The UK government’s digital identity service has returned to its usual pattern of negative feedback and calls for its closure, while Scotland’s government, which rejected the service from the outset, believes it has found a better way to authenticate people for government services.
A digital identity prototype trialed by Scotland’s government has been declared a success by Policy Lead for Digital Identity Gavin Ross, Computer Weekly reports.
The 10-week test of a system developed by Mydex CIC has demonstrated that the public understands the use of two-factor authentication and interoperable use of digital identity credentials for different services, according to a report from the company and the government. In the test the prototype was used for opening bank accounts with data from the Young Scot National Entitlement Card and for faster applications to the Independent Living Fund.
The project considered several different authentication methods, including device-based fingerprint biometrics or facial recognition, one-time codes, authenticator apps and dynamic push notifications. Hardware tokens and knowledge-based verification were rejected prior to the prototype’s development.
Whether biometrics should be used, according to the report, comes down to the requirements of the specific application and the preference of the user. Configurability is therefore identified as an important characteristic for any final digital identity model.
Users generally understood the benefit to themselves in terms of reducing form-filling, but were less aware of the benefits of verified attributes for service provider processes, and the speed and security advantages they could gain from them. The safeguards protecting data security and user control were also not well understood, according to the assessment.
Digital Identity Scotland is moving forward with the project, with a planned Beta service.
UK government’s Gov.uk Verify program, meanwhile, should be closed as quickly as possible, according to a new report commissioned by the Government Digital Service (GDS) and reported in a separate blog post on Computer Weekly.
The Verify service received a boost earlier this year from people signing up online to government financial support during the lockdown, and given an extra 18 months of funding. Some of that funding appears to have been spent on a report on Verify’s future by Cabinet Office IT advisor Simon Orebi Gann.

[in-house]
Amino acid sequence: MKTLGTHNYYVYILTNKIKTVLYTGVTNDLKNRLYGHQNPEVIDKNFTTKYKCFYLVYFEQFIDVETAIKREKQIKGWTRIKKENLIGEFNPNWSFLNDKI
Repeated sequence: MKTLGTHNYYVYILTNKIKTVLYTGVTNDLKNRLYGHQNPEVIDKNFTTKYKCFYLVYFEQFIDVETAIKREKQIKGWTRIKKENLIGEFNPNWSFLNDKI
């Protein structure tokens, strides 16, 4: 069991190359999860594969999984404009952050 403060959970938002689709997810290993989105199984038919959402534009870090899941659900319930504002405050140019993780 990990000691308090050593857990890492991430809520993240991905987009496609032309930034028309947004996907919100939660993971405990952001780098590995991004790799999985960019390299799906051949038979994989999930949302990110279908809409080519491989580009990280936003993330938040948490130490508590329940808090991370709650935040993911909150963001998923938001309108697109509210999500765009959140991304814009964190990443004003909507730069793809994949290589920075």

Computer Weekly points out that at least 20 reviews had already been conducted, mostly drawing the same conclusion as the latest one, that the service should immediately be reduced to its minimum requirements and then shut down as soon after the original April 2021 target as possible. The publication also notes that private sector stakeholders have been frustrated with GDS’ reluctance to follow expert advice.
The report is only an internal discussion paper, and may not influence policy. It says neither of Verify’s lofty ambitions of improving government services and boosting the private sector digital economy were met.
“The vision lacked realistic, deliverable objectives and failed to capture the full requirements of user departments,” the report reads. “As a consequence, the major users of Verify have funded programmes underway to replace it with separate solutions.”
Since the report was published, GDS has announced the new Gov.uk Accounts, which is intended to provide a single login for access to all government services.
biometrics | digital identity | facial recognition | government services | identity verification | online authentication | Scotland | UK